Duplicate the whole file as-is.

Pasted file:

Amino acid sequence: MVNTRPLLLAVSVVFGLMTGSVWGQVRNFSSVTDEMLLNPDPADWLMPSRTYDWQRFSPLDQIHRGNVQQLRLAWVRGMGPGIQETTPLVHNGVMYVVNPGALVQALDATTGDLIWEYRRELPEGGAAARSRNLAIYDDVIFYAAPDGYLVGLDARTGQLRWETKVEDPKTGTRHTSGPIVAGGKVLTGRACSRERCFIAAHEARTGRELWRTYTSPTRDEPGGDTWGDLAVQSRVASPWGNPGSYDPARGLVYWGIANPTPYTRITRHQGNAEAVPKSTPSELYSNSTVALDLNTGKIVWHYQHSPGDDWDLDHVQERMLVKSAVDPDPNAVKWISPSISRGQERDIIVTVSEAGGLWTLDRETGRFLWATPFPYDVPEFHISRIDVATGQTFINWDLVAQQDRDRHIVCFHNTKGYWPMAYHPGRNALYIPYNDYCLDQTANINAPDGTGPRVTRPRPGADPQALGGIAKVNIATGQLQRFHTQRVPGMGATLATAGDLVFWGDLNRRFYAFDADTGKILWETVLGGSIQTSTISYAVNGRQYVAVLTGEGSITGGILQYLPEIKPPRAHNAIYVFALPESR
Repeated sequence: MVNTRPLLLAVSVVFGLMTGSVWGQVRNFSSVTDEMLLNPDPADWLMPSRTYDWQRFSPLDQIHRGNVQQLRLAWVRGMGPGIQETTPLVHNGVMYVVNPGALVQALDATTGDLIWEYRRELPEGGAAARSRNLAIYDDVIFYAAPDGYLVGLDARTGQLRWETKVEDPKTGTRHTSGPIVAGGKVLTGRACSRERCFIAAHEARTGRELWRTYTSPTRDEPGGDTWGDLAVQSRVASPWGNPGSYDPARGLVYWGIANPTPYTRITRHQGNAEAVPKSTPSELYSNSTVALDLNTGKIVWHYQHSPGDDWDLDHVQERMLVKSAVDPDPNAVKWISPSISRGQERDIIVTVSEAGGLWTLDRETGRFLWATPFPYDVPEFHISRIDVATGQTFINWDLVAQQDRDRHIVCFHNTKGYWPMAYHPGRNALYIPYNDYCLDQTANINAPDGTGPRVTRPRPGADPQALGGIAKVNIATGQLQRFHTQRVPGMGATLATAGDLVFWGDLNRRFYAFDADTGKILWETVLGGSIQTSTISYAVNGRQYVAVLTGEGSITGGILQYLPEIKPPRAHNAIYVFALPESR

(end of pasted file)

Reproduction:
Amino acid sequence: MVNTRPLLLAVSVVFGLMTGSVWGQVRNFSSVTDEMLLNPDPADWLMPSRTYDWQRFSPLDQIHRGNVQQLRLAWVRGMGPGIQETTPLVHNGVMYVVNPGALVQALDATTGDLIWEYRRELPEGGAAARSRNLAIYDDVIFYAAPDGYLVGLDARTGQLRWETKVEDPKTGTRHTSGPIVAGGKVLTGRACSRERCFIAAHEARTGRELWRTYTSPTRDEPGGDTWGDLAVQSRVASPWGNPGSYDPARGLVYWGIANPTPYTRITRHQGNAEAVPKSTPSELYSNSTVALDLNTGKIVWHYQHSPGDDWDLDHVQERMLVKSAVDPDPNAVKWISPSISRGQERDIIVTVSEAGGLWTLDRETGRFLWATPFPYDVPEFHISRIDVATGQTFINWDLVAQQDRDRHIVCFHNTKGYWPMAYHPGRNALYIPYNDYCLDQTANINAPDGTGPRVTRPRPGADPQALGGIAKVNIATGQLQRFHTQRVPGMGATLATAGDLVFWGDLNRRFYAFDADTGKILWETVLGGSIQTSTISYAVNGRQYVAVLTGEGSITGGILQYLPEIKPPRAHNAIYVFALPESR
Repeated sequence: MVNTRPLLLAVSVVFGLMTGSVWGQVRNFSSVTDEMLLNPDPADWLMPSRTYDWQRFSPLDQIHRGNVQQLRLAWVRGMGPGIQETTPLVHNGVMYVVNPGALVQALDATTGDLIWEYRRELPEGGAAARSRNLAIYDDVIFYAAPDGYLVGLDARTGQLRWETKVEDPKTGTRHTSGPIVAGGKVLTGRACSRERCFIAAHEARTGRELWRTYTSPTRDEPGGDTWGDLAVQSRVASPWGNPGSYDPARGLVYWGIANPTPYTRITRHQGNAEAVPKSTPSELYSNSTVALDLNTGKIVWHYQHSPGDDWDLDHVQERMLVKSAVDPDPNAVKWISPSISRGQERDIIVTVSEAGGLWTLDRETGRFLWATPFPYDVPEFHISRIDVATGQTFINWDLVAQQDRDRHIVCFHNTKGYWPMAYHPGRNALYIPYNDYCLDQTANINAPDGTGPRVTRPRPGADPQALGGIAKVNIATGQLQRFHTQRVPGMGATLATAGDLVFWGDLNRRFYAFDADTGKILWETVLGGSIQTSTISYAVNGRQYVAVLTGEGSITGGILQYLPEIKPPRAHNAIYVFALPESR